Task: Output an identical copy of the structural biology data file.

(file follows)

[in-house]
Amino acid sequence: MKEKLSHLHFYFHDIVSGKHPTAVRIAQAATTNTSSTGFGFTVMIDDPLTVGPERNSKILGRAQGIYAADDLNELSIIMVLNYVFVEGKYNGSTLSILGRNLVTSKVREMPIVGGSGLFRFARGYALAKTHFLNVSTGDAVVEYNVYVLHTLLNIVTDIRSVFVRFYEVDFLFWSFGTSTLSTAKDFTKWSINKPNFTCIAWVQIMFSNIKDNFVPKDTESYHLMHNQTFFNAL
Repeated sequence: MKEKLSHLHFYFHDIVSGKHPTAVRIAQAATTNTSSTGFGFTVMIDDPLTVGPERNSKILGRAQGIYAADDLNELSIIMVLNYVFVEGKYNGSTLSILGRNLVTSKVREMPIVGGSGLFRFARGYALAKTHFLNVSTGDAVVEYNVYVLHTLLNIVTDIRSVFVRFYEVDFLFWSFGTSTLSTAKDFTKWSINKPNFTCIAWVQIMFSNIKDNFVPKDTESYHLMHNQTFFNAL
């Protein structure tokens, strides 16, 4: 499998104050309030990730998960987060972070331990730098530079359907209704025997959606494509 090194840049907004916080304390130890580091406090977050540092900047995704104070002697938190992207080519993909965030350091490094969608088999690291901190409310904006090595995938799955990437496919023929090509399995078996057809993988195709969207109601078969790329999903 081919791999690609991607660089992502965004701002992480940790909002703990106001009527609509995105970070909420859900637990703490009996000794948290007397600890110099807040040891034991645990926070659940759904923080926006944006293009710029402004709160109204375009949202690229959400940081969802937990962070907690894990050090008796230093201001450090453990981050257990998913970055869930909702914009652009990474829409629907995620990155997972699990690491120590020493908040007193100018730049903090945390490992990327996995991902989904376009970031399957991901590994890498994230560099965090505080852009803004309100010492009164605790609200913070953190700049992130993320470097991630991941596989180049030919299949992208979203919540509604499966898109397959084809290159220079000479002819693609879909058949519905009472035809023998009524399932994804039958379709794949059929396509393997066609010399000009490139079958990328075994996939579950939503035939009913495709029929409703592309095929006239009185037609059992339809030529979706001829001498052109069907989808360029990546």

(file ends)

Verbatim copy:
[in-house]
Amino acid sequence: MKEKLSHLHFYFHDIVSGKHPTAVRIAQAATTNTSSTGFGFTVMIDDPLTVGPERNSKILGRAQGIYAADDLNELSIIMVLNYVFVEGKYNGSTLSILGRNLVTSKVREMPIVGGSGLFRFARGYALAKTHFLNVSTGDAVVEYNVYVLHTLLNIVTDIRSVFVRFYEVDFLFWSFGTSTLSTAKDFTKWSINKPNFTCIAWVQIMFSNIKDNFVPKDTESYHLMHNQTFFNAL
Repeated sequence: MKEKLSHLHFYFHDIVSGKHPTAVRIAQAATTNTSSTGFGFTVMIDDPLTVGPERNSKILGRAQGIYAADDLNELSIIMVLNYVFVEGKYNGSTLSILGRNLVTSKVREMPIVGGSGLFRFARGYALAKTHFLNVSTGDAVVEYNVYVLHTLLNIVTDIRSVFVRFYEVDFLFWSFGTSTLSTAKDFTKWSINKPNFTCIAWVQIMFSNIKDNFVPKDTESYHLMHNQTFFNAL
């Protein structure tokens, strides 16, 4: 499998104050309030990730998960987060972070331990730098530079359907209704025997959606494509 090194840049907004916080304390130890580091406090977050540092900047995704104070002697938190992207080519993909965030350091490094969608088999690291901190409310904006090595995938799955990437496919023929090509399995078996057809993988195709969207109601078969790329999903 081919791999690609991607660089992502965004701002992480940790909002703990106001009527609509995105970070909420859900637990703490009996000794948290007397600890110099807040040891034991645990926070659940759904923080926006944006293009710029402004709160109204375009949202690229959400940081969802937990962070907690894990050090008796230093201001450090453990981050257990998913970055869930909702914009652009990474829409629907995620990155997972699990690491120590020493908040007193100018730049903090945390490992990327996995991902989904376009970031399957991901590994890498994230560099965090505080852009803004309100010492009164605790609200913070953190700049992130993320470097991630991941596989180049030919299949992208979203919540509604499966898109397959084809290159220079000479002819693609879909058949519905009472035809023998009524399932994804039958379709794949059929396509393997066609010399000009490139079958990328075994996939579950939503035939009913495709029929409703592309095929006239009185037609059992339809030529979706001829001498052109069907989808360029990546």